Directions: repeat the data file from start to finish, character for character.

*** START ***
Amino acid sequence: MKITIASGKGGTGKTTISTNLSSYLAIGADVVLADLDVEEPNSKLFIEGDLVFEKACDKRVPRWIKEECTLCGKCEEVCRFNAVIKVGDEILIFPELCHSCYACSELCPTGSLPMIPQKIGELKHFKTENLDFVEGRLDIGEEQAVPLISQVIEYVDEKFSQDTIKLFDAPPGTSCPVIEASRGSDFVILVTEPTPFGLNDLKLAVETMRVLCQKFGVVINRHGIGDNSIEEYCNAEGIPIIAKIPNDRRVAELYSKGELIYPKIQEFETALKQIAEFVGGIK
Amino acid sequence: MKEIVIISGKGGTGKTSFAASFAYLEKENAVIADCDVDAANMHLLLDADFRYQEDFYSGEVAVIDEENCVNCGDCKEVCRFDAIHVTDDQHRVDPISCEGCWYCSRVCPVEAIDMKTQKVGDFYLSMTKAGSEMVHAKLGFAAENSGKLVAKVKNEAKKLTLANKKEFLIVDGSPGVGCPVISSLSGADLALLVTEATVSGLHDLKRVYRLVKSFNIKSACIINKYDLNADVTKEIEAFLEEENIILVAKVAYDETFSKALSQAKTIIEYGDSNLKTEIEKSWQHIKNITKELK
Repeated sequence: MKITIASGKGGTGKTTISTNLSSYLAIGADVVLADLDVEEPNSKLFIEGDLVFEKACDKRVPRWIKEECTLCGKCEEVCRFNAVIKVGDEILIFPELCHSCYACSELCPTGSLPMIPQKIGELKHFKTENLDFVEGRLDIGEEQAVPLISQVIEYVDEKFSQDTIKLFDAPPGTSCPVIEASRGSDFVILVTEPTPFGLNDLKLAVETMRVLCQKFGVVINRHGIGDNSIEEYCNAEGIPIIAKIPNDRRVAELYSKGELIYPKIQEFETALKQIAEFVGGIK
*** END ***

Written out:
Amino acid sequence: MKITIASGKGGTGKTTISTNLSSYLAIGADVVLADLDVEEPNSKLFIEGDLVFEKACDKRVPRWIKEECTLCGKCEEVCRFNAVIKVGDEILIFPELCHSCYACSELCPTGSLPMIPQKIGELKHFKTENLDFVEGRLDIGEEQAVPLISQVIEYVDEKFSQDTIKLFDAPPGTSCPVIEASRGSDFVILVTEPTPFGLNDLKLAVETMRVLCQKFGVVINRHGIGDNSIEEYCNAEGIPIIAKIPNDRRVAELYSKGELIYPKIQEFETALKQIAEFVGGIK
Amino acid sequence: MKEIVIISGKGGTGKTSFAASFAYLEKENAVIADCDVDAANMHLLLDADFRYQEDFYSGEVAVIDEENCVNCGDCKEVCRFDAIHVTDDQHRVDPISCEGCWYCSRVCPVEAIDMKTQKVGDFYLSMTKAGSEMVHAKLGFAAENSGKLVAKVKNEAKKLTLANKKEFLIVDGSPGVGCPVISSLSGADLALLVTEATVSGLHDLKRVYRLVKSFNIKSACIINKYDLNADVTKEIEAFLEEENIILVAKVAYDETFSKALSQAKTIIEYGDSNLKTEIEKSWQHIKNITKELK
Repeated sequence: MKITIASGKGGTGKTTISTNLSSYLAIGADVVLADLDVEEPNSKLFIEGDLVFEKACDKRVPRWIKEECTLCGKCEEVCRFNAVIKVGDEILIFPELCHSCYACSELCPTGSLPMIPQKIGELKHFKTENLDFVEGRLDIGEEQAVPLISQVIEYVDEKFSQDTIKLFDAPPGTSCPVIEASRGSDFVILVTEPTPFGLNDLKLAVETMRVLCQKFGVVINRHGIGDNSIEEYCNAEGIPIIAKIPNDRRVAELYSKGELIYPKIQEFETALKQIAEFVGGIK